Responding to a record 10% unemployment in the EU, the union “is launching a programme for more employment,” [leads Süddeutsche Zeitung](http://Süddeutsche Zeitung article (de) http://www.sueddeutsche.de/wirtschaft/beschaeftigungspakt-eu-startet-programm-fuer-mehr-jobs-1.1333435). Faced with harsh criticism for its austerity policies, the European Commission is taking on what is usually considered a domestic issue: social policy and the labour market. The Commissioner tasked with the challenge, László Andor, is to present this week an “employment package” that aims to create 17 million new jobs by 2020.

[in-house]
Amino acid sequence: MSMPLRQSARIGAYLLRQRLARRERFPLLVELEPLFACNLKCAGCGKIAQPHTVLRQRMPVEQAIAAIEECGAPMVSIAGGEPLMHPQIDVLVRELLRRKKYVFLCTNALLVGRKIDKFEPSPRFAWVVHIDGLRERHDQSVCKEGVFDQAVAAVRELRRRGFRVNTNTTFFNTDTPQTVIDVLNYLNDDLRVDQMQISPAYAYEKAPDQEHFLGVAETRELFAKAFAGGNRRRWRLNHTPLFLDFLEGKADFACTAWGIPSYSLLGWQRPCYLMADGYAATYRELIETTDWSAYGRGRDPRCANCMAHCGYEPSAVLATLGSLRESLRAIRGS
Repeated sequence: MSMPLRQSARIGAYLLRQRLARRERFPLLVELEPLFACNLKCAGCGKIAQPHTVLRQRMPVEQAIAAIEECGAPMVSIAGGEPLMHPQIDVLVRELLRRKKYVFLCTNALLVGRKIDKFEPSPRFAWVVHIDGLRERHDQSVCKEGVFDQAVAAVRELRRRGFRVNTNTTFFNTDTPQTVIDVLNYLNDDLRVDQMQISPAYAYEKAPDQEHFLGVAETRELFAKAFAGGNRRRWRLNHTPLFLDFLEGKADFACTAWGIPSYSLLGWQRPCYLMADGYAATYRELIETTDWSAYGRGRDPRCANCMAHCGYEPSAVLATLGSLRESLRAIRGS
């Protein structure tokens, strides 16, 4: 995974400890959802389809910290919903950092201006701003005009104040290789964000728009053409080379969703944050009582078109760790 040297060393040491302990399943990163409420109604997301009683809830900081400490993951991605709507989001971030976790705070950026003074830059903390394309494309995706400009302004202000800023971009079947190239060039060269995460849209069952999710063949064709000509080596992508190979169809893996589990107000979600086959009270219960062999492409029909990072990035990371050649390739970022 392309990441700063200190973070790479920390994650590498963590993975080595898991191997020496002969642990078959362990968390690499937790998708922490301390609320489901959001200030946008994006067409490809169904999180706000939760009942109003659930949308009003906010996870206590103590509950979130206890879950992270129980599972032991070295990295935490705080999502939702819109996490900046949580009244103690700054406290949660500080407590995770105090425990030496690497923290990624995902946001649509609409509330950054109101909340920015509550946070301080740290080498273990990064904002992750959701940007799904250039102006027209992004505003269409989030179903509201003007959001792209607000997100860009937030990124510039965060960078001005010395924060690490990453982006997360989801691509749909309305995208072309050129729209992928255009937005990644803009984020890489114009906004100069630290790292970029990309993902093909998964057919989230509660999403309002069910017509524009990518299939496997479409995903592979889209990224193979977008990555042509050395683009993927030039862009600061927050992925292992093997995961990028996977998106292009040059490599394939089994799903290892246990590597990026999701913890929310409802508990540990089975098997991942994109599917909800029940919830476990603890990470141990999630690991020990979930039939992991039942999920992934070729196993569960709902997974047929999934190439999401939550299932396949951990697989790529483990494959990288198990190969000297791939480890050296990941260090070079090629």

The main measures of this plan are: complete opening up of labour markets, both private and public, to all European citizens – including Romanians and Bulgarians – “appropriate minimum wages” that will let employees live off their labour, mutual recognition of degrees, and lower labour taxes.

The Commission hopes the most potential lies in the health sectors, services for the elderly, development of a sustainable climate-friendly economy, and in IT, though it remains to be seen whether states will allow interference in their social affairs. The plan will be discussed at the EU summit in June.